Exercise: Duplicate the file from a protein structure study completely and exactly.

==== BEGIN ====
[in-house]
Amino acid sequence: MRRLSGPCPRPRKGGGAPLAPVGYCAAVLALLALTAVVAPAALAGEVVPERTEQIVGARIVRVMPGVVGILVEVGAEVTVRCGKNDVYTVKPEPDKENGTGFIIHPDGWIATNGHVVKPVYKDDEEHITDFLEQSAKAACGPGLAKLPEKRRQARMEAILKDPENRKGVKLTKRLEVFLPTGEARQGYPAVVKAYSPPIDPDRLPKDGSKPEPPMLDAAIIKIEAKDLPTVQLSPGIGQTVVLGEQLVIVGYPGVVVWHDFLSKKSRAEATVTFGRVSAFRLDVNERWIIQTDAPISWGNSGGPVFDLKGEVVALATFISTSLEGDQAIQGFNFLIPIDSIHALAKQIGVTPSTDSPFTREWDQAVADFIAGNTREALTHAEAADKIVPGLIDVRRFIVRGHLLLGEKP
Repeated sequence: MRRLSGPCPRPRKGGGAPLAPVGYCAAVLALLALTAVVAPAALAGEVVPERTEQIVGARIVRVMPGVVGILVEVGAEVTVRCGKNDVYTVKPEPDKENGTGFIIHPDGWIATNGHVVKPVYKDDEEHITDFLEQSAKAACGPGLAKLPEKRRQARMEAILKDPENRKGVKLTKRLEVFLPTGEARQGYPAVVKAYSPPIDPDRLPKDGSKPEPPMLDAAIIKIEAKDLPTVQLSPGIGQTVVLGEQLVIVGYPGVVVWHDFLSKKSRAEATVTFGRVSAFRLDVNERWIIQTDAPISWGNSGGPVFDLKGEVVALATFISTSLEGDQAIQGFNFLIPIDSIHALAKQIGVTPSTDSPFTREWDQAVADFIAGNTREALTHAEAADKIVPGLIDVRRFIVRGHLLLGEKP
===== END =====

[in-house]
Amino acid sequence: MRRLSGPCPRPRKGGGAPLAPVGYCAAVLALLALTAVVAPAALAGEVVPERTEQIVGARIVRVMPGVVGILVEVGAEVTVRCGKNDVYTVKPEPDKENGTGFIIHPDGWIATNGHVVKPVYKDDEEHITDFLEQSAKAACGPGLAKLPEKRRQARMEAILKDPENRKGVKLTKRLEVFLPTGEARQGYPAVVKAYSPPIDPDRLPKDGSKPEPPMLDAAIIKIEAKDLPTVQLSPGIGQTVVLGEQLVIVGYPGVVVWHDFLSKKSRAEATVTFGRVSAFRLDVNERWIIQTDAPISWGNSGGPVFDLKGEVVALATFISTSLEGDQAIQGFNFLIPIDSIHALAKQIGVTPSTDSPFTREWDQAVADFIAGNTREALTHAEAADKIVPGLIDVRRFIVRGHLLLGEKP
Repeated sequence: MRRLSGPCPRPRKGGGAPLAPVGYCAAVLALLALTAVVAPAALAGEVVPERTEQIVGARIVRVMPGVVGILVEVGAEVTVRCGKNDVYTVKPEPDKENGTGFIIHPDGWIATNGHVVKPVYKDDEEHITDFLEQSAKAACGPGLAKLPEKRRQARMEAILKDPENRKGVKLTKRLEVFLPTGEARQGYPAVVKAYSPPIDPDRLPKDGSKPEPPMLDAAIIKIEAKDLPTVQLSPGIGQTVVLGEQLVIVGYPGVVVWHDFLSKKSRAEATVTFGRVSAFRLDVNERWIIQTDAPISWGNSGGPVFDLKGEVVALATFISTSLEGDQAIQGFNFLIPIDSIHALAKQIGVTPSTDSPFTREWDQAVADFIAGNTREALTHAEAADKIVPGLIDVRRFIVRGHLLLGEKP